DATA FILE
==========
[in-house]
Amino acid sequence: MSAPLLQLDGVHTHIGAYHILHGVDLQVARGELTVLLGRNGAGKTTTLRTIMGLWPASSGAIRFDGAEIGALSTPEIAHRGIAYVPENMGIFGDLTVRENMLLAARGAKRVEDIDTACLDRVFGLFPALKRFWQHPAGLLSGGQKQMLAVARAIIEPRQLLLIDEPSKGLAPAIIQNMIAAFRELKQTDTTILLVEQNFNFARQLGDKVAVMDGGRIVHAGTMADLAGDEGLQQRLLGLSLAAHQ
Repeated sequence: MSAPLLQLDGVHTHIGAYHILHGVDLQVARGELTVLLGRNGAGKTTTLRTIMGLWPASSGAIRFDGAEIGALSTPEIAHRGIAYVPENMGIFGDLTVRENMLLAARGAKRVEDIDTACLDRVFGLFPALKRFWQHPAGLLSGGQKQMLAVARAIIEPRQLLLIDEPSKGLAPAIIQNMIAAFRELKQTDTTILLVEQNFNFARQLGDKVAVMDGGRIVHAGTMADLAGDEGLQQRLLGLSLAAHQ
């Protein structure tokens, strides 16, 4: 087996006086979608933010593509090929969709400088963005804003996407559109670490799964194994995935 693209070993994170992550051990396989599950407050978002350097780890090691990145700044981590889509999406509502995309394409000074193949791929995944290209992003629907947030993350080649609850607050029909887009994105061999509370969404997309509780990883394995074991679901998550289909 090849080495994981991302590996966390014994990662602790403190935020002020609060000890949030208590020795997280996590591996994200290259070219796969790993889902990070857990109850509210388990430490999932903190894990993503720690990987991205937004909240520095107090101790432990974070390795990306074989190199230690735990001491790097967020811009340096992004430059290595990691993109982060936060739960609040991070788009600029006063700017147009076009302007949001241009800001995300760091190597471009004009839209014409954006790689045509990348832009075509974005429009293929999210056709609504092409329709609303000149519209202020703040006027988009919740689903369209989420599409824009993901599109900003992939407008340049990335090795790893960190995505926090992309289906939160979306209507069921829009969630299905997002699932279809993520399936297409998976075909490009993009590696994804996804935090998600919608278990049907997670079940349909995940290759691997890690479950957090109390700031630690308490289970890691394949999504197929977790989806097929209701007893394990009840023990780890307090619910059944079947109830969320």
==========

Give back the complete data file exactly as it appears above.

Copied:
[in-house]
Amino acid sequence: MSAPLLQLDGVHTHIGAYHILHGVDLQVARGELTVLLGRNGAGKTTTLRTIMGLWPASSGAIRFDGAEIGALSTPEIAHRGIAYVPENMGIFGDLTVRENMLLAARGAKRVEDIDTACLDRVFGLFPALKRFWQHPAGLLSGGQKQMLAVARAIIEPRQLLLIDEPSKGLAPAIIQNMIAAFRELKQTDTTILLVEQNFNFARQLGDKVAVMDGGRIVHAGTMADLAGDEGLQQRLLGLSLAAHQ
Repeated sequence: MSAPLLQLDGVHTHIGAYHILHGVDLQVARGELTVLLGRNGAGKTTTLRTIMGLWPASSGAIRFDGAEIGALSTPEIAHRGIAYVPENMGIFGDLTVRENMLLAARGAKRVEDIDTACLDRVFGLFPALKRFWQHPAGLLSGGQKQMLAVARAIIEPRQLLLIDEPSKGLAPAIIQNMIAAFRELKQTDTTILLVEQNFNFARQLGDKVAVMDGGRIVHAGTMADLAGDEGLQQRLLGLSLAAHQ
């Protein structure tokens, strides 16, 4: 087996006086979608933010593509090929969709400088963005804003996407559109670490799964194994995935 693209070993994170992550051990396989599950407050978002350097780890090691990145700044981590889509999406509502995309394409000074193949791929995944290209992003629907947030993350080649609850607050029909887009994105061999509370969404997309509780990883394995074991679901998550289909 090849080495994981991302590996966390014994990662602790403190935020002020609060000890949030208590020795997280996590591996994200290259070219796969790993889902990070857990109850509210388990430490999932903190894990993503720690990987991205937004909240520095107090101790432990974070390795990306074989190199230690735990001491790097967020811009340096992004430059290595990691993109982060936060739960609040991070788009600029006063700017147009076009302007949001241009800001995300760091190597471009004009839209014409954006790689045509990348832009075509974005429009293929999210056709609504092409329709609303000149519209202020703040006027988009919740689903369209989420599409824009993901599109900003992939407008340049990335090795790893960190995505926090992309289906939160979306209507069921829009969630299905997002699932279809993520399936297409998976075909490009993009590696994804996804935090998600919608278990049907997670079940349909995940290759691997890690479950957090109390700031630690308490289970890691394949999504197929977790989806097929209701007893394990009840023990780890307090619910059944079947109830969320």